Early in the 2001 offseason, White has been one of the few Buccaneers making repeated appearances at the team's training facility, in part because he is recovering from an arthroscopic procedure on that right ankle. And how is the ankle, post-surgery?
"It feels great now," said White on Thursday, after a long workout. "It's almost back to 100 percent. The chronic pain is totally gone."
If one assumes that White's run of bad luck in the ankle arena has ended – "I've had both of them hurt now, so I've run out of ankles," he says with admirable good humor – then the former starter could be ready to put his career trajectory back on the rise.
"The last two years have been funny for me," he said. "I've really never had ankle problems before, then two years in a row, I've had the worst sprain you can have for an ankle in two different ankles. I've been kind of snake-bit the last two years. Both times, I started off the year real good, and then had something like that happen twice in a row. But I'm looking forward to this year … I'm looking forward to a big year."
More and more Bucs will be heading to One Buc Place in the coming days, as the team's voluntary but highly-attended offseason workout program is less than two weeks away. White is getting a head start so that he can hit the ground running when the bulk of his teammates arrive.
"I'm getting my ankle ready, but I'm also doing light workouts, getting back into it in preparation for when we start the voluntary workouts on the 26th (of March)," he said "I'm just trying to get myself back in shape, so it won't be a shock to my system when we start working out on the 26th."
Tampa Bay has lost its second unrestricted free agent of the spring as TE Patrick Hape has agreed to a three-year contract with the Denver Broncos. LB Don Davis, a special teams ace, signed with the St. Louis Rams on March 7.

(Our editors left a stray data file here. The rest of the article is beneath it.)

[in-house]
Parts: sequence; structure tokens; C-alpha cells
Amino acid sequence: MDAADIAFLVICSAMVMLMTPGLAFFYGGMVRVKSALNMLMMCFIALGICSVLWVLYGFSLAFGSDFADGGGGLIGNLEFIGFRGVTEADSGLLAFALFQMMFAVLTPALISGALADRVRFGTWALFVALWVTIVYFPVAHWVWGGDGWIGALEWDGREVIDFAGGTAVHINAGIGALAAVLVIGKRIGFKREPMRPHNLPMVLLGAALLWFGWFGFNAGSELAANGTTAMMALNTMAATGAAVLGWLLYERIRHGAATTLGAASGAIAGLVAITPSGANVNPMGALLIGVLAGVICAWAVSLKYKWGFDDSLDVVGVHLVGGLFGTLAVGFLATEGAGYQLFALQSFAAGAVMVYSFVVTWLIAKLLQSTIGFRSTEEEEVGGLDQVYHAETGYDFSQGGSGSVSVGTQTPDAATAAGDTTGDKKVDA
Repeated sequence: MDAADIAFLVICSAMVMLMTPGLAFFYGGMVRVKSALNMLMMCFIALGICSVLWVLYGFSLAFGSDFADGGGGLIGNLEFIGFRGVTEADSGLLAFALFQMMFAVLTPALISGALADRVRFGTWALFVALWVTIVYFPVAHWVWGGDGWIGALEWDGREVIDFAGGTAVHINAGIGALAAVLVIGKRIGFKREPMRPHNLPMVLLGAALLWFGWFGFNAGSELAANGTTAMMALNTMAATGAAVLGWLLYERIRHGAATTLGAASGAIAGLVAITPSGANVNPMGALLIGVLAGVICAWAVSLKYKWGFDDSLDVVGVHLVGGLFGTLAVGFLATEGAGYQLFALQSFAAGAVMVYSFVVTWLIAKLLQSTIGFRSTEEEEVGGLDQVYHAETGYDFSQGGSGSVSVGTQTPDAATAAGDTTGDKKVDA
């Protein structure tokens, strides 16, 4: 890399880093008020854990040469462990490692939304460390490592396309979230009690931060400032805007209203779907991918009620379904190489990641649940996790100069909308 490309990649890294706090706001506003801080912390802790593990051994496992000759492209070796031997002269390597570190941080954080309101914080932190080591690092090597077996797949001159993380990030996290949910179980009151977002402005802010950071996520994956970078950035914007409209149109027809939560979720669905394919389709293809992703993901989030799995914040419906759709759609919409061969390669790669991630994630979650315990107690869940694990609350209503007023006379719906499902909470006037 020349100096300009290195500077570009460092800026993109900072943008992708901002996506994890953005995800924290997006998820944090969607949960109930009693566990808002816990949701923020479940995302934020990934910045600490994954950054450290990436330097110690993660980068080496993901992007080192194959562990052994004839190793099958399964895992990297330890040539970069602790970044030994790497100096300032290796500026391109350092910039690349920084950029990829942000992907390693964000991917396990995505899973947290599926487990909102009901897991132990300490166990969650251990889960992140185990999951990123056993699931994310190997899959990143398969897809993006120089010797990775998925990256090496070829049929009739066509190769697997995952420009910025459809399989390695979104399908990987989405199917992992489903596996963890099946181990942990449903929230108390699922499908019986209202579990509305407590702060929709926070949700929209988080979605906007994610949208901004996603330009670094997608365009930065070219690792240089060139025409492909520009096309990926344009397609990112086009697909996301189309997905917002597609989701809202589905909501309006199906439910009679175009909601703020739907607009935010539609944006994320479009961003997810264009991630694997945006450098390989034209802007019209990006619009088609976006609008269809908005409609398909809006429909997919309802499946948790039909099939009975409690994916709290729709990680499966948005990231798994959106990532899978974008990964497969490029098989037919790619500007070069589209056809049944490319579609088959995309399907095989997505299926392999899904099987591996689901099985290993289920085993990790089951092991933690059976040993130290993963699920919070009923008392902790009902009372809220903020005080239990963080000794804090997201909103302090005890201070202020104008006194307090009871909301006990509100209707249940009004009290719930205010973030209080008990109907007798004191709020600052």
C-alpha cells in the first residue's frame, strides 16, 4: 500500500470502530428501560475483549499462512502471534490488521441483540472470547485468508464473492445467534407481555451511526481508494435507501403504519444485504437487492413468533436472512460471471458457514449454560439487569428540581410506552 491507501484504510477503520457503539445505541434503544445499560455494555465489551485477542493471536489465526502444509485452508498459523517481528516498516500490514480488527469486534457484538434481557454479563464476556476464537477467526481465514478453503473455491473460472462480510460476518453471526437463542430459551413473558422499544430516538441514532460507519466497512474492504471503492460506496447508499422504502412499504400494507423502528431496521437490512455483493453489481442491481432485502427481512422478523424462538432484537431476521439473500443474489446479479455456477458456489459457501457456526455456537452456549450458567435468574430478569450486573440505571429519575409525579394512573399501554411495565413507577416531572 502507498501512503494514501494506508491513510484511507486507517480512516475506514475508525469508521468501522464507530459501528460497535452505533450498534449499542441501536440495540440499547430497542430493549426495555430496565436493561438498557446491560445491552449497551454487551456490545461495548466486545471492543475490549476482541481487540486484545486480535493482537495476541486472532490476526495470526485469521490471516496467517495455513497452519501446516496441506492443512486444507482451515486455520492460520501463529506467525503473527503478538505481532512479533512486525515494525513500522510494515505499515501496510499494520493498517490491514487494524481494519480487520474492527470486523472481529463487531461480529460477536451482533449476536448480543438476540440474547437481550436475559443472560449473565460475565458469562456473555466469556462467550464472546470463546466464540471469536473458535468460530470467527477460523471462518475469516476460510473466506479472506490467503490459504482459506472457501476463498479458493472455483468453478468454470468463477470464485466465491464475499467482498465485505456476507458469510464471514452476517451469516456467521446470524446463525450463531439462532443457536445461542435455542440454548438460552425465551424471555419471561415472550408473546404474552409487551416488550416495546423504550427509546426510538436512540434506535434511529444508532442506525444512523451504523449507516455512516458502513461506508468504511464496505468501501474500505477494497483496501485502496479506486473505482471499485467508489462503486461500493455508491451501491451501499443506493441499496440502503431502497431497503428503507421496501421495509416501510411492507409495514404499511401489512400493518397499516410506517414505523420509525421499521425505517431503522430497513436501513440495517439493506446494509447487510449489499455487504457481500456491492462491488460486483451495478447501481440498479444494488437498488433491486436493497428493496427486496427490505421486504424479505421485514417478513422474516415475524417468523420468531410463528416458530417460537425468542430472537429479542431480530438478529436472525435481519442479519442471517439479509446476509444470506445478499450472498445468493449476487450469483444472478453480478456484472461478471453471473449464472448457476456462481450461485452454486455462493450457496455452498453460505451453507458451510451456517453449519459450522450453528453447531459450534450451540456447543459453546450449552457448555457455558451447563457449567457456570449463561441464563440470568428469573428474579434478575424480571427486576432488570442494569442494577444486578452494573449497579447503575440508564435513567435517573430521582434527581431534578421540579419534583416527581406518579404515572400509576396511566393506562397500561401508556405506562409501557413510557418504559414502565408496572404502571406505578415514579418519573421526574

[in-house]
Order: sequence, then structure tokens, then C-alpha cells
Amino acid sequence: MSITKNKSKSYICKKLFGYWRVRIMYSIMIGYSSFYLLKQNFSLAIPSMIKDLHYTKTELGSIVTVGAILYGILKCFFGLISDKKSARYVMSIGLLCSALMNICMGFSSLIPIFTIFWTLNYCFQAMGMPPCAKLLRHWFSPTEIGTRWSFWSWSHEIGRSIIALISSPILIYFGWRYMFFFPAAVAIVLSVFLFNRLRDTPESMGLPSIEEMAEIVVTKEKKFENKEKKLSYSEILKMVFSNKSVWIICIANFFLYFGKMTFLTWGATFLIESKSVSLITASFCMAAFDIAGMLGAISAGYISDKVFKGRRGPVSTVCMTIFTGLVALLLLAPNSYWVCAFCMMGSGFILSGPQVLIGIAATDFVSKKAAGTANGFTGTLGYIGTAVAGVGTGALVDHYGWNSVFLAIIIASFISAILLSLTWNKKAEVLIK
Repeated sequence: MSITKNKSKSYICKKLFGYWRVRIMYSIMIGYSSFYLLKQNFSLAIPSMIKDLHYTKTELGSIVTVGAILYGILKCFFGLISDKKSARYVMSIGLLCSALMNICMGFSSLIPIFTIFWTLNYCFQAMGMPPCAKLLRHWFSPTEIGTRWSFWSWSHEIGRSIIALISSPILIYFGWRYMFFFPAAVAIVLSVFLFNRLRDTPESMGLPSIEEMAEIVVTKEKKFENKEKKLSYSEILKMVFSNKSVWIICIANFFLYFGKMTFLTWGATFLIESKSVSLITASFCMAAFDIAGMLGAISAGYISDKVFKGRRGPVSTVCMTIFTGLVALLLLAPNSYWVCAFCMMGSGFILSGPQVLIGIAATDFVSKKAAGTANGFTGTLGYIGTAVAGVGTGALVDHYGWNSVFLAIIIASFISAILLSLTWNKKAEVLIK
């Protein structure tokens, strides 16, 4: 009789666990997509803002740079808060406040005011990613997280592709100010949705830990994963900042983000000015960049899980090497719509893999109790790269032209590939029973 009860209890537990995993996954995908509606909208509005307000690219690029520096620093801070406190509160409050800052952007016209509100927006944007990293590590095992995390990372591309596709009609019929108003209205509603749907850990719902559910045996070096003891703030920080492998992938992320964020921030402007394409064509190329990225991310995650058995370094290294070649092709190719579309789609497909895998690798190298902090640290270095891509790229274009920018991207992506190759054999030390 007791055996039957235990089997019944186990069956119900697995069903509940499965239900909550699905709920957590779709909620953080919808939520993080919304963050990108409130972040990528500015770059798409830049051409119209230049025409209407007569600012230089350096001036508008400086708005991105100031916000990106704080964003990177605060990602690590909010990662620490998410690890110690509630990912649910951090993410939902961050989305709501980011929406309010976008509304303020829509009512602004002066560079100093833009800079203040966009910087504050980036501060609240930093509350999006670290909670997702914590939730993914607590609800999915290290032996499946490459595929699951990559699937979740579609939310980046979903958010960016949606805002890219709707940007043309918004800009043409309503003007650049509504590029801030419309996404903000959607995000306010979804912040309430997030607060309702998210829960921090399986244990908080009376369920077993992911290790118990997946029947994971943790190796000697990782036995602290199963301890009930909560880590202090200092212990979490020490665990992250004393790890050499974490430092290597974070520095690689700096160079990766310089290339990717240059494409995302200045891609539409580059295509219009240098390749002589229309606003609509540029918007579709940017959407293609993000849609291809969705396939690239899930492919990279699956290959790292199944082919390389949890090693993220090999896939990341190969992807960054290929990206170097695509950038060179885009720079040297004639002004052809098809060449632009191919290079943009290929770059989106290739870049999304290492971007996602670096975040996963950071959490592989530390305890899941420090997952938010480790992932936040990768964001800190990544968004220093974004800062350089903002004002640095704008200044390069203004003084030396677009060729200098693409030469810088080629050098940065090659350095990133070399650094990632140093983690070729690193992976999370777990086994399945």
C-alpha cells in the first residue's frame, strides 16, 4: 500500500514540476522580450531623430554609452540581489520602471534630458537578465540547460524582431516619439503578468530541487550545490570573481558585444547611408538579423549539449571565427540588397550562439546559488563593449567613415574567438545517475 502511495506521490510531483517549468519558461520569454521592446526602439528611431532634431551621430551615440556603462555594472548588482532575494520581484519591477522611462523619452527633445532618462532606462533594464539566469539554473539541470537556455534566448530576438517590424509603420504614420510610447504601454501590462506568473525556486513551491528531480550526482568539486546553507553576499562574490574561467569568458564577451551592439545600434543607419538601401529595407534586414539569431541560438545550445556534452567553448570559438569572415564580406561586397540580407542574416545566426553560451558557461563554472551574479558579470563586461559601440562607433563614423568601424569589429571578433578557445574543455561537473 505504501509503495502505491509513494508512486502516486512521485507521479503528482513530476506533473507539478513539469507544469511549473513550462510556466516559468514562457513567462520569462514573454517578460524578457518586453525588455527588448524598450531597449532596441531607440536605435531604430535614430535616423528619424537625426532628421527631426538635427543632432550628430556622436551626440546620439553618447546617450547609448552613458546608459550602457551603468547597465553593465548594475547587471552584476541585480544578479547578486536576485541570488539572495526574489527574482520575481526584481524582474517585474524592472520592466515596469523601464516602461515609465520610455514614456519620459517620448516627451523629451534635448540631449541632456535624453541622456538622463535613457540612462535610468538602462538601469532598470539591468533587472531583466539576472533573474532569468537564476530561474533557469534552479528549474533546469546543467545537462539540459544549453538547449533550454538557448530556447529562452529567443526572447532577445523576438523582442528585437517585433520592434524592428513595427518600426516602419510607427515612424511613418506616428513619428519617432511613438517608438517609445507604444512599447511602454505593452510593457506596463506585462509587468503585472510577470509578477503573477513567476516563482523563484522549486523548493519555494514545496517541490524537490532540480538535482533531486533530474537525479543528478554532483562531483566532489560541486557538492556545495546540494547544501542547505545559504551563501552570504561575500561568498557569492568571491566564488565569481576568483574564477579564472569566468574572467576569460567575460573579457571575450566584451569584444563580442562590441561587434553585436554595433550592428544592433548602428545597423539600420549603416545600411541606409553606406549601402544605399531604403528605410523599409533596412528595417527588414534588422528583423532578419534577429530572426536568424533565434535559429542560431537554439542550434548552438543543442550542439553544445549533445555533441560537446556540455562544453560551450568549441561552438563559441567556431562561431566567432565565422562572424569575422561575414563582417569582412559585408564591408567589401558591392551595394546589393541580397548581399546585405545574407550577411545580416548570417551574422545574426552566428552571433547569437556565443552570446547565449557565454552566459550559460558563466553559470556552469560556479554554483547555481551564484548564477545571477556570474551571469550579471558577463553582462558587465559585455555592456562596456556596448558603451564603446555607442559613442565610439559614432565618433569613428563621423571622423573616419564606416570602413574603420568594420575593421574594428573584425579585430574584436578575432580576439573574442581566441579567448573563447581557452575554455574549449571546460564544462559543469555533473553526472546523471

Hape spoke to Buccaneers.com last week and indicated a desire to remain a Buccaneer, though he was unsure how the situation would unfold. He spoke at that time of a visit to Denver, indicating that he wasn't in a position to 'sit and wait.'
Apparently, both Hape and the Broncos liked what they saw as the deal was announced Wednesday evening. While Hape was a valuable contributor to the Bucs in his four seasons in Tampa, some player losses are all but inevitable in the free agency era.
Ten Bucs from the 2000 roster became unrestricted free agents on March 2. In the two weeks that have passed since, Hape and Davis are the only ones, so far, to sign with another team or re-sign with the Buccaneers.
When his contract expired at the beginning of the month, Hape became an unrestricted free agent by virtue of his four years of NFL experience. Tampa Bay drafted Hape in the fifth round in 1997 out of Alabama, where he was a four-year letter-winner who saw action at both fullback and tight end. For the Bucs, he caught 19 passes for 100 yards and two touchdowns, but was used primarily as a lead-blocker in the running attack. Last season he played in all 16 games, starting two in two-tight end formations, and caught six passes for 39 yards.